The other day I ran into a gentleman who is one of the administrators at the school my two boys will attending next year. I introduced myself and let him know my boys would be attending the school he works at next year. The first thing he said is that it’s a good school and that the test scores are “good”. I don’t mean to sound flippant but this totally bummed me out. Why was this the first and pretty much only thing he put forth as measure of the school? I’m sorry but I could really care less about test scores. Why didn’t he tell me about the blog the Spanish teacher has created so her students can extend the learning that goes on in the classroom at home. Or that the school was live streaming the 2nd grade musical celebration? Or the fact that the specialist teachers have created their own website to help parents feel connected to the awesome things they do… or that the school is in its second year of focusing on STEM skills in a STEM lab… or that they have an after school robotics club… and I’m sure I could go on and on. Sigh….

I guess my point is why not showcase the things schools are doing that really make a difference in the lives of our students. The type of things that maybe a single score on a single test can’t measure. Standardized tests are very good at measuring a very narrow band of skills. What goes on at school is the opposite of narrow. It touches almost every aspect of a young persons life. We need to recognize this reality and showcase the things we do in schools to meet the diverse needs of our students. We can’t keep saying that we shouldn’t focus solely on test scores and then provide nothing else as a measure of success. We need to be thinking about how we (parents, teachers, students) can accurately represent and disseminate what schools truly accomplish.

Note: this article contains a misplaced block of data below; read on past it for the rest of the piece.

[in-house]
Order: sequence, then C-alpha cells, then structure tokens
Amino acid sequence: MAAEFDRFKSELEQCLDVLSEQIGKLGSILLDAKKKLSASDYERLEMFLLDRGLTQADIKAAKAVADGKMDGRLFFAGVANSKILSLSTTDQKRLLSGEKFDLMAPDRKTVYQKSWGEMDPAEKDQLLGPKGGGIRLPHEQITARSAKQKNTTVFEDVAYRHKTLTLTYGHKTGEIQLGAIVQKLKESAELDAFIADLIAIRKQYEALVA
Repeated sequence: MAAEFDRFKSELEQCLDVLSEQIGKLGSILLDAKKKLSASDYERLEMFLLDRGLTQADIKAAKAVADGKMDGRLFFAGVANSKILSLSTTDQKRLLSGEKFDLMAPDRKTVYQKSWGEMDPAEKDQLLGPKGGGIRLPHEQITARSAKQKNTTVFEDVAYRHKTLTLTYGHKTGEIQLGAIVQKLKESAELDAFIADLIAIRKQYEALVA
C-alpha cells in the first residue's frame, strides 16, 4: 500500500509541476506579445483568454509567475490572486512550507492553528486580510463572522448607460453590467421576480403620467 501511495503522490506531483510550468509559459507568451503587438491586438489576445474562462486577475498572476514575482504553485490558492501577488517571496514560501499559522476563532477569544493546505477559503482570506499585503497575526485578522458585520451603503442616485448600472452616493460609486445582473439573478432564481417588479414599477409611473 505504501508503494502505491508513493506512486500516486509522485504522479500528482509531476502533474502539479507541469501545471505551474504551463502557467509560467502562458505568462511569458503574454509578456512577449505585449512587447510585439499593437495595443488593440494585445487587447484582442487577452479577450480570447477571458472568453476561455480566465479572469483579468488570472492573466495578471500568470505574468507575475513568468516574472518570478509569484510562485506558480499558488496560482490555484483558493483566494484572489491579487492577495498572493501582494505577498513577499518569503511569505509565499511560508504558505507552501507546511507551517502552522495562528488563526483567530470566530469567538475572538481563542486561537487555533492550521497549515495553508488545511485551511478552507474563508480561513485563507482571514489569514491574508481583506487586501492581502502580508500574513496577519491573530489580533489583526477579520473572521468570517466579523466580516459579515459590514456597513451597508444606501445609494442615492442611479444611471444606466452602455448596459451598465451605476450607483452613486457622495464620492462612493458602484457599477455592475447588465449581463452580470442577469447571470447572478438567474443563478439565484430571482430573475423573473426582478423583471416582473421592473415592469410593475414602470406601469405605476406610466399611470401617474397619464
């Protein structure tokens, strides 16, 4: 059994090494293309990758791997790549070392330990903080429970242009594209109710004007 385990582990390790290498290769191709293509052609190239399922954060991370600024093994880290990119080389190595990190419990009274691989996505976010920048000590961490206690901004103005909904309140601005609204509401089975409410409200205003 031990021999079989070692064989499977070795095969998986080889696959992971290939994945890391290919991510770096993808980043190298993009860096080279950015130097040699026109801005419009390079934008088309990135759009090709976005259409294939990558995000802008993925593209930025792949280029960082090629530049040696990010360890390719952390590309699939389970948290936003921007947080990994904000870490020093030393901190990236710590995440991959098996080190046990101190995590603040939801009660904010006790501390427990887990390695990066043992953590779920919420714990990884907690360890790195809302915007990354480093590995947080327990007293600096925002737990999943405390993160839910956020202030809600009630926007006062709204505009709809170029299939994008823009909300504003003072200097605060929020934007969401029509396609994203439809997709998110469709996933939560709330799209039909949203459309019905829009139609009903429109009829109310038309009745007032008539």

Not sure why but when I was jotting down this post this Ted talk from Sir Ken Robinson popped in my head. You’ve probably already seen it but if not enjoy!

2 Responses

  1. Hi Benjamin,
    This post made me very sad. The first and really only thing he said to you is about test scores. I know you are now in the US and can you imagine if a teacher said that to you in an international school. There is no way that would happen. Best thing you can do is what you did, research the other great things about the school.

    I am moving to the US after 16 years internationally and am so scarred for my 7 yr old and the kind of school she will attend. I keep making myself feel better with, I am an educated educator and I will be on top of things where the school lacks and not stress so much about these tests.
    Thanks for the blog post.

    1. Hi Anne, thanks for sharing your thoughts. I hesitated with this post because there is so much negativity flying when it comes to schools and test scores and I didn’t want to add to that. In conversations with folks here they tell me people have been conditioned to believe that test scores are an accurate measure of a schools success. I don’t agree with that and that is why I wrote the post. When it comes down to it I know my son is getting what he needs. By the way I know it’s not fair and I’ve tried really hard not to compare his school here with the international schools he’s attended so far.

      I had the opportunity last fall to work with teachers from all over the state of KY and they were as dedicated, hardworking, and passionate as any educator I’ve met the world over. But typically when you read something about schools here in the US it inevitably revolves around test scores. I just think it’s time to take control of the message and to convey a more complete picture of what goes on in a school.

Comments are closed.